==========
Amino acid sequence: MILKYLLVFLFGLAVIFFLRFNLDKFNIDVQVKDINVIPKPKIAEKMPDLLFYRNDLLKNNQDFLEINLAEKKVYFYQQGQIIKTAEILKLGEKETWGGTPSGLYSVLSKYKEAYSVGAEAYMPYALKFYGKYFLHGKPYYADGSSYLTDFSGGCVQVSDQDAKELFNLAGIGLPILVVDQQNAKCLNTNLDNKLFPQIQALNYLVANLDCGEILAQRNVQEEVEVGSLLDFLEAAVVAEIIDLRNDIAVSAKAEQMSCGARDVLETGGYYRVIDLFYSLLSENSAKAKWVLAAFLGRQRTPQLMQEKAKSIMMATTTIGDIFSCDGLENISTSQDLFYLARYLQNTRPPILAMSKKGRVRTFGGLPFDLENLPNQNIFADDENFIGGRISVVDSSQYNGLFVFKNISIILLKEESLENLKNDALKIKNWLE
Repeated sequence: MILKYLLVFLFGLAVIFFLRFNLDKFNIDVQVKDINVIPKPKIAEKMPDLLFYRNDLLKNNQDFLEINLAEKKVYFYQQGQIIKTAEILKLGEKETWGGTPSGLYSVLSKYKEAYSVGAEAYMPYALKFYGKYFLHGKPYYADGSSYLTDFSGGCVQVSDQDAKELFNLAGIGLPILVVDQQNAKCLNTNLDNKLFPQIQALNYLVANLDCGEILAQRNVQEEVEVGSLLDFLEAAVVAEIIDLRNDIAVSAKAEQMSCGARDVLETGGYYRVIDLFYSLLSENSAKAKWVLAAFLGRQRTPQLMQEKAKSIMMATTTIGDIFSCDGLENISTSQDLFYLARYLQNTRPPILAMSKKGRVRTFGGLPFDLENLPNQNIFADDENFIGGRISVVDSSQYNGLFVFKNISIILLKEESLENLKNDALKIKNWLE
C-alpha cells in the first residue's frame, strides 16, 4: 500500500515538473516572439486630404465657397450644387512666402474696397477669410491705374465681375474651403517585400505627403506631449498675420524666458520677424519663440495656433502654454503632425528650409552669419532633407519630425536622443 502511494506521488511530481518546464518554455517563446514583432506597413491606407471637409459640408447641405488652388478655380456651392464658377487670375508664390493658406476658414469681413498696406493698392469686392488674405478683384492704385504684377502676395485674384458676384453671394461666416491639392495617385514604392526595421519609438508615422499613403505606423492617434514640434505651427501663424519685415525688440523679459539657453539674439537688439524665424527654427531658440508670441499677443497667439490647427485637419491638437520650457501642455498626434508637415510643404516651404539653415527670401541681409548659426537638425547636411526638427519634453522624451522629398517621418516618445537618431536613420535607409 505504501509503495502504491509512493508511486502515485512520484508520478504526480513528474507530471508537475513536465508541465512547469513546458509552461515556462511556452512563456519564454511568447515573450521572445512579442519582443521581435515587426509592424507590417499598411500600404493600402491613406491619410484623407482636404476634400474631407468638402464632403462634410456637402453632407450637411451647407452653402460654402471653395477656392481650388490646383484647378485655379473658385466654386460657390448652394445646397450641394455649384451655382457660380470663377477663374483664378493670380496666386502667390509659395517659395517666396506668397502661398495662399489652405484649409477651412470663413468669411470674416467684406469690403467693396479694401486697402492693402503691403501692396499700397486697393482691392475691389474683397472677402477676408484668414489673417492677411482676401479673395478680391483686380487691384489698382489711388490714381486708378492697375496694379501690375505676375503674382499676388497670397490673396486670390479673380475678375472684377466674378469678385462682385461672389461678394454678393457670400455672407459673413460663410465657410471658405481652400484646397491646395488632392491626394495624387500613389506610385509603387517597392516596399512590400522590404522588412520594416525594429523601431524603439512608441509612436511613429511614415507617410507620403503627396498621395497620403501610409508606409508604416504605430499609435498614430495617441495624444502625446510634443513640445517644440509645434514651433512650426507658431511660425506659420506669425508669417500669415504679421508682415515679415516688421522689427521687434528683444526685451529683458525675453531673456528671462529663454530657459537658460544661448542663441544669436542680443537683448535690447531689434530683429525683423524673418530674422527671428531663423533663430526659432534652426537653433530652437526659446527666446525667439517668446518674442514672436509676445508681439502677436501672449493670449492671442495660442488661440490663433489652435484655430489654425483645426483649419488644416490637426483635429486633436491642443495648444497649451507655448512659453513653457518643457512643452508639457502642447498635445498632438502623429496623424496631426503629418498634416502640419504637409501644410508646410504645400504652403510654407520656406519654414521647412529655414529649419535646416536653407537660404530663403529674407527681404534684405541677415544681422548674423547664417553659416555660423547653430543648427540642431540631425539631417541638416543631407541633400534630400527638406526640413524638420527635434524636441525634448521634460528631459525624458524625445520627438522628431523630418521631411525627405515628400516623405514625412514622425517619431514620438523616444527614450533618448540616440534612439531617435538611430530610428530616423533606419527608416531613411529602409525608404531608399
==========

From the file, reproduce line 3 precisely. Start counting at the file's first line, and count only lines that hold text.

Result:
C-alpha cells in the first residue's frame, strides 16, 4: 500500500515538473516572439486630404465657397450644387512666402474696397477669410491705374465681375474651403517585400505627403506631449498675420524666458520677424519663440495656433502654454503632425528650409552669419532633407519630425536622443 502511494506521488511530481518546464518554455517563446514583432506597413491606407471637409459640408447641405488652388478655380456651392464658377487670375508664390493658406476658414469681413498696406493698392469686392488674405478683384492704385504684377502676395485674384458676384453671394461666416491639392495617385514604392526595421519609438508615422499613403505606423492617434514640434505651427501663424519685415525688440523679459539657453539674439537688439524665424527654427531658440508670441499677443497667439490647427485637419491638437520650457501642455498626434508637415510643404516651404539653415527670401541681409548659426537638425547636411526638427519634453522624451522629398517621418516618445537618431536613420535607409 505504501509503495502504491509512493508511486502515485512520484508520478504526480513528474507530471508537475513536465508541465512547469513546458509552461515556462511556452512563456519564454511568447515573450521572445512579442519582443521581435515587426509592424507590417499598411500600404493600402491613406491619410484623407482636404476634400474631407468638402464632403462634410456637402453632407450637411451647407452653402460654402471653395477656392481650388490646383484647378485655379473658385466654386460657390448652394445646397450641394455649384451655382457660380470663377477663374483664378493670380496666386502667390509659395517659395517666396506668397502661398495662399489652405484649409477651412470663413468669411470674416467684406469690403467693396479694401486697402492693402503691403501692396499700397486697393482691392475691389474683397472677402477676408484668414489673417492677411482676401479673395478680391483686380487691384489698382489711388490714381486708378492697375496694379501690375505676375503674382499676388497670397490673396486670390479673380475678375472684377466674378469678385462682385461672389461678394454678393457670400455672407459673413460663410465657410471658405481652400484646397491646395488632392491626394495624387500613389506610385509603387517597392516596399512590400522590404522588412520594416525594429523601431524603439512608441509612436511613429511614415507617410507620403503627396498621395497620403501610409508606409508604416504605430499609435498614430495617441495624444502625446510634443513640445517644440509645434514651433512650426507658431511660425506659420506669425508669417500669415504679421508682415515679415516688421522689427521687434528683444526685451529683458525675453531673456528671462529663454530657459537658460544661448542663441544669436542680443537683448535690447531689434530683429525683423524673418530674422527671428531663423533663430526659432534652426537653433530652437526659446527666446525667439517668446518674442514672436509676445508681439502677436501672449493670449492671442495660442488661440490663433489652435484655430489654425483645426483649419488644416490637426483635429486633436491642443495648444497649451507655448512659453513653457518643457512643452508639457502642447498635445498632438502623429496623424496631426503629418498634416502640419504637409501644410508646410504645400504652403510654407520656406519654414521647412529655414529649419535646416536653407537660404530663403529674407527681404534684405541677415544681422548674423547664417553659416555660423547653430543648427540642431540631425539631417541638416543631407541633400534630400527638406526640413524638420527635434524636441525634448521634460528631459525624458524625445520627438522628431523630418521631411525627405515628400516623405514625412514622425517619431514620438523616444527614450533618448540616440534612439531617435538611430530610428530616423533606419527608416531613411529602409525608404531608399